Top photo is of a rarely fished reef. Bottom photo after seaweed begins its invasion. Photo Credit: E. Hunter Hay (top); I. P. Markham (bottom)
In order to test this theory, researchers threaded eight different Fijian seaweeds through heads of coral including Acropora millepora. The results confirmed their suspicions. Within two weeks the coral tissue began to discolor and die where the seaweeds touched the corals. Control “seaweed” made out of plastic had no effect. This research was just reported in Proceedings of the National Academy of Sciences in an article titled Macroalgal terpenes function as allelopathic agents against reef corals.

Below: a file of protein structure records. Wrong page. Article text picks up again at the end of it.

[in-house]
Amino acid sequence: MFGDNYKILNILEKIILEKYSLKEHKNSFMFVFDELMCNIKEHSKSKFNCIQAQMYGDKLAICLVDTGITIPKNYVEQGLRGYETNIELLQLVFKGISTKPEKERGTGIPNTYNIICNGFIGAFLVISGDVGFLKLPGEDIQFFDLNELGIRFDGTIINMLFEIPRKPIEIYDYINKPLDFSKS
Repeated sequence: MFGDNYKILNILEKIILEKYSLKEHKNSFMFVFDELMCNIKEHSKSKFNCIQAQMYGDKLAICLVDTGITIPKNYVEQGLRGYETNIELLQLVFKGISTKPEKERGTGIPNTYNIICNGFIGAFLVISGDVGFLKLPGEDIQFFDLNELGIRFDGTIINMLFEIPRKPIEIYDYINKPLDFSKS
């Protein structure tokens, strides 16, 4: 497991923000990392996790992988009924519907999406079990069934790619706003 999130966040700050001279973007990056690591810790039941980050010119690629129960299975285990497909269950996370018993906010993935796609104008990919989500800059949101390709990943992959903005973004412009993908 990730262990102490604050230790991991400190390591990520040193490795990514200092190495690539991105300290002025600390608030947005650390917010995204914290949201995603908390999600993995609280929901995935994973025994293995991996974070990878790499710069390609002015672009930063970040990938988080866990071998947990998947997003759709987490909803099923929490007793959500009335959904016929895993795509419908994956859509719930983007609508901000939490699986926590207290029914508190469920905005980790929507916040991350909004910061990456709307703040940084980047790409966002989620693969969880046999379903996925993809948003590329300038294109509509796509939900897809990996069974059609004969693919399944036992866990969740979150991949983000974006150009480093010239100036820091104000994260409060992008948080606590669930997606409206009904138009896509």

When the killer seaweeds were ground up and analyzed, the researchers found the culprit: terpenes. Terpenes are a class of compounds that some seaweeds use to keep herbivorous fish from feeding on them as it makes them sick. One species of seaweed was found to be particular nasty: turtle weed (Chlorodesmis fastigiata). The majority of marine herbivores will not touch it – all except one: a certain species of rabbitfish. This highly specific appetite highlights the need for judicious fishing practices where these and other species of seaweed exist.
The paper in its entirity can be read at the following link: Macroalgal terpenes function as allelopathic agents against reef corals
Interestingly enough, turtle weed seaweed regularly turns up in the aquarium trade so be on the lookout.